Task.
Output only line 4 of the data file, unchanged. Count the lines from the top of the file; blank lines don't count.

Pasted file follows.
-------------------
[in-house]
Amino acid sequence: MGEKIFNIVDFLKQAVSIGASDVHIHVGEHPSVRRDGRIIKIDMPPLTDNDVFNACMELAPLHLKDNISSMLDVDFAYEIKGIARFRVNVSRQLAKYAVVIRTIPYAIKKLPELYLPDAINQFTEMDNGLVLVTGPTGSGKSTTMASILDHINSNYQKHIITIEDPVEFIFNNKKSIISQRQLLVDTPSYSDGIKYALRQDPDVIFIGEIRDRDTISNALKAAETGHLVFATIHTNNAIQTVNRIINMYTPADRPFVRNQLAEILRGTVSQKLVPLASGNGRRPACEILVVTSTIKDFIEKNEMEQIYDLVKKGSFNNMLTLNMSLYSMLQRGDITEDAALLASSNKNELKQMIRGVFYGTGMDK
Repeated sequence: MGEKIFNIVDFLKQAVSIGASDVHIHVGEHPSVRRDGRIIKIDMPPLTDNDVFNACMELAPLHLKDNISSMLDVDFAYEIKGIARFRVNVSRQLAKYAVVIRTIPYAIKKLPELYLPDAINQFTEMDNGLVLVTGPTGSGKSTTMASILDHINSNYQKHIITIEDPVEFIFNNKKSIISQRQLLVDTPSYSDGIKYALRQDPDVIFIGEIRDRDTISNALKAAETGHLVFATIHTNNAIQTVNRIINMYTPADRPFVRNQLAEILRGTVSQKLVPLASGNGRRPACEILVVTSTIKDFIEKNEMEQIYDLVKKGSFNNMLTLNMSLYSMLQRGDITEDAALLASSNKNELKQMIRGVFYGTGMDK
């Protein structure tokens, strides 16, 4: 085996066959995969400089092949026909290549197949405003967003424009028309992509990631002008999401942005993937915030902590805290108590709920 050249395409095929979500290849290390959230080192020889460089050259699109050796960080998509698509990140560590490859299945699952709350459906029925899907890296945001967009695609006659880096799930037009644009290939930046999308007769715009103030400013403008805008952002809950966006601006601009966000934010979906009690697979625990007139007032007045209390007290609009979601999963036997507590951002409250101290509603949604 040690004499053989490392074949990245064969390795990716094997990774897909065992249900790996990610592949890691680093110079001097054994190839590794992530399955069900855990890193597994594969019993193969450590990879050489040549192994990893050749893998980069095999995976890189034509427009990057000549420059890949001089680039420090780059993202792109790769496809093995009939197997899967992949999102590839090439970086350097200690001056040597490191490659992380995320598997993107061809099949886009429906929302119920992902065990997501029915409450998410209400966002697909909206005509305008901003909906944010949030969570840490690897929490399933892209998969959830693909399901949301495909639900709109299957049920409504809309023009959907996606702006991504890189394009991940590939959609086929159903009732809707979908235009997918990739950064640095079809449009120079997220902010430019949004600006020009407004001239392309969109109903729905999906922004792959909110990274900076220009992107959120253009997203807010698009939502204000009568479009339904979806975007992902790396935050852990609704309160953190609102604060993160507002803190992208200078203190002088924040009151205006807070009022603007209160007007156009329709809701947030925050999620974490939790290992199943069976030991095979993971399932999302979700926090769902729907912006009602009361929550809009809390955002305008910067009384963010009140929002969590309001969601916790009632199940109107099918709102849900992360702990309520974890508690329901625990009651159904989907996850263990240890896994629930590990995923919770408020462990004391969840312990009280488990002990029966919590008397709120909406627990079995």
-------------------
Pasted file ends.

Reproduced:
């Protein structure tokens, strides 16, 4: 085996066959995969400089092949026909290549197949405003967003424009028309992509990631002008999401942005993937915030902590805290108590709920 050249395409095929979500290849290390959230080192020889460089050259699109050796960080998509698509990140560590490859299945699952709350459906029925899907890296945001967009695609006659880096799930037009644009290939930046999308007769715009103030400013403008805008952002809950966006601006601009966000934010979906009690697979625990007139007032007045209390007290609009979601999963036997507590951002409250101290509603949604 040690004499053989490392074949990245064969390795990716094997990774897909065992249900790996990610592949890691680093110079001097054994190839590794992530399955069900855990890193597994594969019993193969450590990879050489040549192994990893050749893998980069095999995976890189034509427009990057000549420059890949001089680039420090780059993202792109790769496809093995009939197997899967992949999102590839090439970086350097200690001056040597490191490659992380995320598997993107061809099949886009429906929302119920992902065990997501029915409450998410209400966002697909909206005509305008901003909906944010949030969570840490690897929490399933892209998969959830693909399901949301495909639900709109299957049920409504809309023009959907996606702006991504890189394009991940590939959609086929159903009732809707979908235009997918990739950064640095079809449009120079997220902010430019949004600006020009407004001239392309969109109903729905999906922004792959909110990274900076220009992107959120253009997203807010698009939502204000009568479009339904979806975007992902790396935050852990609704309160953190609102604060993160507002803190992208200078203190002088924040009151205006807070009022603007209160007007156009329709809701947030925050999620974490939790290992199943069976030991095979993971399932999302979700926090769902729907912006009602009361929550809009809390955002305008910067009384963010009140929002969590309001969601916790009632199940109107099918709102849900992360702990309520974890508690329901625990009651159904989907996850263990240890896994629930590990995923919770408020462990004391969840312990009280488990002990029966919590008397709120909406627990079995």